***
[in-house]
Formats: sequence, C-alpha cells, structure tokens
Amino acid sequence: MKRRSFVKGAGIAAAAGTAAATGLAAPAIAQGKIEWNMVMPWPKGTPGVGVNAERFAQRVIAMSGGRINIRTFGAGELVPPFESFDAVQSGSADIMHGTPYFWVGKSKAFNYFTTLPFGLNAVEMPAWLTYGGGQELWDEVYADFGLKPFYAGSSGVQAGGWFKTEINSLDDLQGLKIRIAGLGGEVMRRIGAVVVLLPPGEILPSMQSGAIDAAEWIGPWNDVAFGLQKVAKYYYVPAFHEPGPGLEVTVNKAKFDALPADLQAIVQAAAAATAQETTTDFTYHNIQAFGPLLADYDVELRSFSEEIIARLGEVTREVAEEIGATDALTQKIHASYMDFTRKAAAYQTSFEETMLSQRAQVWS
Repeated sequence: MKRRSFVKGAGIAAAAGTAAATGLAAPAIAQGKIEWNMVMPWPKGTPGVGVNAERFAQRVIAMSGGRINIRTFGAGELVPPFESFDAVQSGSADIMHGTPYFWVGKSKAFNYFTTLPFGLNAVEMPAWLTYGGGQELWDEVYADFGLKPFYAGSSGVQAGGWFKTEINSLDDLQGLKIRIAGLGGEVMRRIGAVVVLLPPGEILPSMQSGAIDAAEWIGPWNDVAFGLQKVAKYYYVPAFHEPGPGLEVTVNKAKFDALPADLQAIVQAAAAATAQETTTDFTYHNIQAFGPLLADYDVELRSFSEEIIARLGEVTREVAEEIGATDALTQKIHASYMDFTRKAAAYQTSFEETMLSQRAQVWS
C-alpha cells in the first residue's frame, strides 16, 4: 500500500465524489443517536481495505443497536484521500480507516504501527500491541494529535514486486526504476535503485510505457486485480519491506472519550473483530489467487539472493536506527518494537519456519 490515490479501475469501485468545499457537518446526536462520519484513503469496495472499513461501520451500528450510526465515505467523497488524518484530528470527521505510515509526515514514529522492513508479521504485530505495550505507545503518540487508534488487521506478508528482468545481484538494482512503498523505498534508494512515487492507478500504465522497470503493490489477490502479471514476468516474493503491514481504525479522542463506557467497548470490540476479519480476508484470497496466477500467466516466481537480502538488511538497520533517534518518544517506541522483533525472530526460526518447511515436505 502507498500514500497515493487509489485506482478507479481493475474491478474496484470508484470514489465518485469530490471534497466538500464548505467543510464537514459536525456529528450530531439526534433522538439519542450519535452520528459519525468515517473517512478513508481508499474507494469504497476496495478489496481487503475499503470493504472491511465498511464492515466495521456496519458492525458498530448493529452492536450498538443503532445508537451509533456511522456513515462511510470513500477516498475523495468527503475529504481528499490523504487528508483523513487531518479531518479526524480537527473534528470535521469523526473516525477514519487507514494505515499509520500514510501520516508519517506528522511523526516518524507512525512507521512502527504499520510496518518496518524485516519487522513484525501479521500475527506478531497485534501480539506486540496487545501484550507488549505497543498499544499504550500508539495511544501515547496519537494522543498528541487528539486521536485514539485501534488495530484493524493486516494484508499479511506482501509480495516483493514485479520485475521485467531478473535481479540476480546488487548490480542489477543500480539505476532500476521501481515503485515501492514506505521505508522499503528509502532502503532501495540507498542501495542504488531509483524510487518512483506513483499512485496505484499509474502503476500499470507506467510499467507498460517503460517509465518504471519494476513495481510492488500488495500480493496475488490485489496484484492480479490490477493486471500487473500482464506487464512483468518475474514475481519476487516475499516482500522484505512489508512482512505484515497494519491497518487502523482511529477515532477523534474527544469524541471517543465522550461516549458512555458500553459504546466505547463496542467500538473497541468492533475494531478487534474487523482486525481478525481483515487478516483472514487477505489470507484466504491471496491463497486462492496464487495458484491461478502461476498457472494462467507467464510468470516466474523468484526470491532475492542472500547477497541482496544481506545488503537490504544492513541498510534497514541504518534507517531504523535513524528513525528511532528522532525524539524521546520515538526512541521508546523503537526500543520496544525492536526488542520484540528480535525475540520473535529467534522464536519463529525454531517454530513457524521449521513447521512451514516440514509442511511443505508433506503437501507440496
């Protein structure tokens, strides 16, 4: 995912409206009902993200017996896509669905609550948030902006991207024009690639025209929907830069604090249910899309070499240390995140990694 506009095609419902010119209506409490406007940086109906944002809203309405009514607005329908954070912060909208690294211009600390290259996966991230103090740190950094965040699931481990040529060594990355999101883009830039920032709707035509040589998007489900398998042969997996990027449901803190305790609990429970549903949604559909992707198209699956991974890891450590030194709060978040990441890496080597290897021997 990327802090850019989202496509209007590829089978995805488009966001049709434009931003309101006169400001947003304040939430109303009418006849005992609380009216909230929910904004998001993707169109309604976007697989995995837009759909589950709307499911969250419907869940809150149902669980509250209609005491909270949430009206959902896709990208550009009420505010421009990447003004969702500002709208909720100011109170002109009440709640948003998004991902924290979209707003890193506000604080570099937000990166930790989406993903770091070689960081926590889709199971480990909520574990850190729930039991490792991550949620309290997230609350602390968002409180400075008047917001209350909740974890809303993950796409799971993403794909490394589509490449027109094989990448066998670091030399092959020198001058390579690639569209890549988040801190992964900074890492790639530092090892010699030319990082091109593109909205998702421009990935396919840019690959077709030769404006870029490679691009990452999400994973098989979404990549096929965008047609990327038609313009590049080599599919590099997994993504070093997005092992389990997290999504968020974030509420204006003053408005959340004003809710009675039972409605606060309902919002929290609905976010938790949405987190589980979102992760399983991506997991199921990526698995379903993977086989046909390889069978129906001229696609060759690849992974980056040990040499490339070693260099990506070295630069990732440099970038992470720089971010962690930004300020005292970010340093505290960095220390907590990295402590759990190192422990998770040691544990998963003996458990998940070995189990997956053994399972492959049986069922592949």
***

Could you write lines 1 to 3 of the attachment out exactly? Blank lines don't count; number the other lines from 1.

[in-house]
Formats: sequence, C-alpha cells, structure tokens
Amino acid sequence: MKRRSFVKGAGIAAAAGTAAATGLAAPAIAQGKIEWNMVMPWPKGTPGVGVNAERFAQRVIAMSGGRINIRTFGAGELVPPFESFDAVQSGSADIMHGTPYFWVGKSKAFNYFTTLPFGLNAVEMPAWLTYGGGQELWDEVYADFGLKPFYAGSSGVQAGGWFKTEINSLDDLQGLKIRIAGLGGEVMRRIGAVVVLLPPGEILPSMQSGAIDAAEWIGPWNDVAFGLQKVAKYYYVPAFHEPGPGLEVTVNKAKFDALPADLQAIVQAAAAATAQETTTDFTYHNIQAFGPLLADYDVELRSFSEEIIARLGEVTREVAEEIGATDALTQKIHASYMDFTRKAAAYQTSFEETMLSQRAQVWS